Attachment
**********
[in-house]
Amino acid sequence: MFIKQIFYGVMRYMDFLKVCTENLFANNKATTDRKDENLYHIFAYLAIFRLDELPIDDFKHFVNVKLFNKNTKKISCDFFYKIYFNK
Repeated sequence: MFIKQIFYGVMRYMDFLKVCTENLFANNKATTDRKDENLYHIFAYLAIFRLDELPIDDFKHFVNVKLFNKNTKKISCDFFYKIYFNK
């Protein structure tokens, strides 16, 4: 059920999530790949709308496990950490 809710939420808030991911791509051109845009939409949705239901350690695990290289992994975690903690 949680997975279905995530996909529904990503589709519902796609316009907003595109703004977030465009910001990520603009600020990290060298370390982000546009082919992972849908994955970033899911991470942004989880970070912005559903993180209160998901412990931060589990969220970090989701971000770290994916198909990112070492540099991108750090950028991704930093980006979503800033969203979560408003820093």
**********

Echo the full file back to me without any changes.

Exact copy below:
[in-house]
Amino acid sequence: MFIKQIFYGVMRYMDFLKVCTENLFANNKATTDRKDENLYHIFAYLAIFRLDELPIDDFKHFVNVKLFNKNTKKISCDFFYKIYFNK
Repeated sequence: MFIKQIFYGVMRYMDFLKVCTENLFANNKATTDRKDENLYHIFAYLAIFRLDELPIDDFKHFVNVKLFNKNTKKISCDFFYKIYFNK
């Protein structure tokens, strides 16, 4: 059920999530790949709308496990950490 809710939420808030991911791509051109845009939409949705239901350690695990290289992994975690903690 949680997975279905995530996909529904990503589709519902796609316009907003595109703004977030465009910001990520603009600020990290060298370390982000546009082919992972849908994955970033899911991470942004989880970070912005559903993180209160998901412990931060589990969220970090989701971000770290994916198909990112070492540099991108750090950028991704930093980006979503800033969203979560408003820093």